Sonya: Think about the legal profession over the course of the next 10 years. What do you see as the big changes that are coming which you believe will most significantly impact the profession and the role of the outside counsel?

Benjamin: There will always be room for the good judgment of fine lawyers. Nonetheless, technology is having an immeasurable impact on the practice of law. Barry White reminded us “Technology has gone stone mad. If you miss this, that’s tough to bear.” The successful lawyer of the future will make herself/himself indispensable and will become virtually imbedded with their client.

Sonya: Describe a significant challenge you have faced in your life or career. How did you overcome it? What did you learn from it?

Benjamin: ​ The death of my mother at age 15 was the most difficult challenge of my life. I focused on achieving the lofty goals I knew she wanted for me. I worked hard. I studied hard. I competed hard. In terms of what I learned from this challenge, I came to understand that it is the difficulties of life which reveal our true character. Stripped of all pretense, one has no choice other than to sink or swim. I chose to swim.

Sonya: What does Diversity & Inclusion mean to you? How important is D&I to you personally? To your law firm? What advice do you have for lawyers seeking to make a positive impact on the progress of D&I in their organizations and in the legal profession?

Benjamin: ​Diversity & Inclusion means a great deal to me. It is important to our law firm. It has permitted us to differentiate ourselves from our competitors. It has also helped us attract talented diverse lawyers and thereby field a stronger team. My advice to other lawyers seeking to make a positive impact on the progress of D&I in their organizations and in the legal profession is to be authentic. Be honest. Be direct. Be you. And always find a way to support others and provide them with meaningful opportunities to grow.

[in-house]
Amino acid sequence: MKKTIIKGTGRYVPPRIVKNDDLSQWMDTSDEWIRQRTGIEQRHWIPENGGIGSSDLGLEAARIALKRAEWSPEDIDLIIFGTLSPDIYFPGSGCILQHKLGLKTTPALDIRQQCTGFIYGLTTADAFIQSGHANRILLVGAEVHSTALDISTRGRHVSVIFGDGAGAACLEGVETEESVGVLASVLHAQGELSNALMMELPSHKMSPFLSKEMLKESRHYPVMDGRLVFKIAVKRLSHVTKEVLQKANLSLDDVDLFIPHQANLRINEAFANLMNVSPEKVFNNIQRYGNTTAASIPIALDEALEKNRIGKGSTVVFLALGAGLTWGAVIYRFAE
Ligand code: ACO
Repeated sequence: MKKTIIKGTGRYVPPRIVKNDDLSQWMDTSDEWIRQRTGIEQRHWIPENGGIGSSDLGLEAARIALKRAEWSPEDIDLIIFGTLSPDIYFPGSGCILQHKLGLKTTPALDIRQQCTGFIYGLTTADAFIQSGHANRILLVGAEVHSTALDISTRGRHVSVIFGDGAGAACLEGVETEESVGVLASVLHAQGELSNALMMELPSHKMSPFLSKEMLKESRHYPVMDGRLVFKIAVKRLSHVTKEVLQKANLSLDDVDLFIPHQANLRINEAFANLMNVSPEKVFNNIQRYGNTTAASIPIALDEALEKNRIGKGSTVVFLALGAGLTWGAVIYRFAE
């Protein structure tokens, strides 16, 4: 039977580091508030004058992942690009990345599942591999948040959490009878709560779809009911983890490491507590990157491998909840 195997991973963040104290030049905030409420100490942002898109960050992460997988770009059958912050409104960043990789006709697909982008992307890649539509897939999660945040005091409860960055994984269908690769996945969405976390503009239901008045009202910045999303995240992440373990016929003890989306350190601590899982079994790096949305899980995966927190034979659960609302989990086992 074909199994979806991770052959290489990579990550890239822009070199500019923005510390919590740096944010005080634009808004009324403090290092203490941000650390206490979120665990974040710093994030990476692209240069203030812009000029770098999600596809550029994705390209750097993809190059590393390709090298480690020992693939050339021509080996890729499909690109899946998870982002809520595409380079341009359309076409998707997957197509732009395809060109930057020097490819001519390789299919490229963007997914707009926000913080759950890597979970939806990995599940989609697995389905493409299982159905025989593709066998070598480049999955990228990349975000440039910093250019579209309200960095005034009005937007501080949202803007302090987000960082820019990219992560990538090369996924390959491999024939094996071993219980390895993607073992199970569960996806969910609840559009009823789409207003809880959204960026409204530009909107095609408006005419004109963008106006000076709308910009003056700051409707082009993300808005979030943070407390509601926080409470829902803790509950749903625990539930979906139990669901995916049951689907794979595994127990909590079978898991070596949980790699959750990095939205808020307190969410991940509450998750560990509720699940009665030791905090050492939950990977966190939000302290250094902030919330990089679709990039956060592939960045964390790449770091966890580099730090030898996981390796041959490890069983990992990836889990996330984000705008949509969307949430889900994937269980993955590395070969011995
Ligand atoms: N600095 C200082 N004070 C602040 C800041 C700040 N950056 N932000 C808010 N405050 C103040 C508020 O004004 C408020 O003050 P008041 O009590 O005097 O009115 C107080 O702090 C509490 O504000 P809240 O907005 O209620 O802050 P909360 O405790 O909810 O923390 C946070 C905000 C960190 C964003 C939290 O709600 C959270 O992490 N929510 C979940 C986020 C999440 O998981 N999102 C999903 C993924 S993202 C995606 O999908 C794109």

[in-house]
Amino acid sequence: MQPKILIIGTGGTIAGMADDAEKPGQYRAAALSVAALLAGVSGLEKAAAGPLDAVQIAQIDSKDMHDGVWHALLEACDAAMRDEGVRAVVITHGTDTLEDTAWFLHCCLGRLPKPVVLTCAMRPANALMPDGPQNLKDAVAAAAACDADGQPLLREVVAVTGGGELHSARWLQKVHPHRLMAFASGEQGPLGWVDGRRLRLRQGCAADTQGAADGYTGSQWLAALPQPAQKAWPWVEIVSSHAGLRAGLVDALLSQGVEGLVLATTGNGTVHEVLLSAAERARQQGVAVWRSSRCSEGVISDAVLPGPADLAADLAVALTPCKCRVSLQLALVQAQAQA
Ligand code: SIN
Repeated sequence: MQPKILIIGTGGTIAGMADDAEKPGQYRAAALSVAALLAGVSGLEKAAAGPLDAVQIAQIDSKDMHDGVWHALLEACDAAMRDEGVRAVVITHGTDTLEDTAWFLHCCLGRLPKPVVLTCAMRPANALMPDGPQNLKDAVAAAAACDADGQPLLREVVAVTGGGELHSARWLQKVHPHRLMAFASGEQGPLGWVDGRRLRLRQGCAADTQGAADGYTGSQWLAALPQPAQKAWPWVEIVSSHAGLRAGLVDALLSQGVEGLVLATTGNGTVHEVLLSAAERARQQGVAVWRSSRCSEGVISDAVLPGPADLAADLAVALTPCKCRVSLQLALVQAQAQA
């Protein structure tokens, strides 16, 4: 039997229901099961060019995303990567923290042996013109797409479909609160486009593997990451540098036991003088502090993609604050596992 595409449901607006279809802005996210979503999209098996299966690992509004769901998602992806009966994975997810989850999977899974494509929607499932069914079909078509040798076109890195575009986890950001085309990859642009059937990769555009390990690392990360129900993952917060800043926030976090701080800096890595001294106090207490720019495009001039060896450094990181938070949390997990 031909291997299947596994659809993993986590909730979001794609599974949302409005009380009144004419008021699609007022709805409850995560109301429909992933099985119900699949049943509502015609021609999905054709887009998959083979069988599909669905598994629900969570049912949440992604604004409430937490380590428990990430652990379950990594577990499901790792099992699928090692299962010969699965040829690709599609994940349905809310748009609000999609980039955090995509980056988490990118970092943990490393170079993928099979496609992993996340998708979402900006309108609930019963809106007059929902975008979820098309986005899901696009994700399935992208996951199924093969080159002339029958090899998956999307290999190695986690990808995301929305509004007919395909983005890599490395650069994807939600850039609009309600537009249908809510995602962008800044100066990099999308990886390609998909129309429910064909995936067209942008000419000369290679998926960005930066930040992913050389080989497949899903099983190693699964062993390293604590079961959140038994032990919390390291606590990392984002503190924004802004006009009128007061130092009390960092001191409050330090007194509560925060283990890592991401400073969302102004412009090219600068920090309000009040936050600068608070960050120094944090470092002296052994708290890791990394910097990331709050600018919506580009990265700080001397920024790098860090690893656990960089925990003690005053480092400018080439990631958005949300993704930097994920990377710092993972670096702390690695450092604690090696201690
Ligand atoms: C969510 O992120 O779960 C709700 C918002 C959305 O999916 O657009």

Sonya: If you were not a lawyer at your firm (or at any law firm, or even a lawyer at all), what career do you think you would most like to pursue?

Benjamin: My mother wanted a minister. However, I did not feel I was suited for that line of work. My not so secret passion is history. I would have liked to have been a teacher and a coach. 

Sonya: Knowing what you know now about being a lawyer, if you could give one piece of advice to your younger self, what would it be? At what point in your past would you give yourself that advice?

Benjamin: My advice would be not to wait for the “right” time to do something daring. One need not be a certain age to make her/his mark. Martin Luther King, Jr. was 26 when he led the Montgomery Bus Boycott. Thurgood Marshall was 27 when he brought the lawsuit on behalf of Donald Murray to integrate the law school at the University of Maryland. Fred Gray was 24 when he represented Martin Luther King, Jr. during the Civil Rights Movement. Wilma Rudolph, the “Black Gazelle”, was 20 when she won three Gold Medals at the Rome Olympic Games. Barack Obama was 43 years old when he became a United States Senator.

My advice about not waiting for the “right” time has always been timely in my life.

I would also urge that one maintain a connection with your family and a connection with your faith. At various times in your career, others will question your worth and you may even question yourself about the value of your life. Family, friends, and faith help remind us that we all have a purpose greater than ourselves.

Sonya: Tell me something fun about yourself. A personal skill or hobby that, while not directly related to your day job, that you feel makes you more well-rounded, helps you be better at your day job, and/or helps relax and focus you to do your job better.

Benjamin: I exercise regularly. My knees limit me to the elliptical and some light weight lifting and pushups. For a period of two hours, I can forget my worldly cares and prepare myself for the coming day. Physical strength and stamina are assets in the competitive practice of law.

Sonya: Hashtag/Brand yourself in 5 words or less (For example, mine is #SelfiesWithSonya 😊 )

Benjamin: #resilient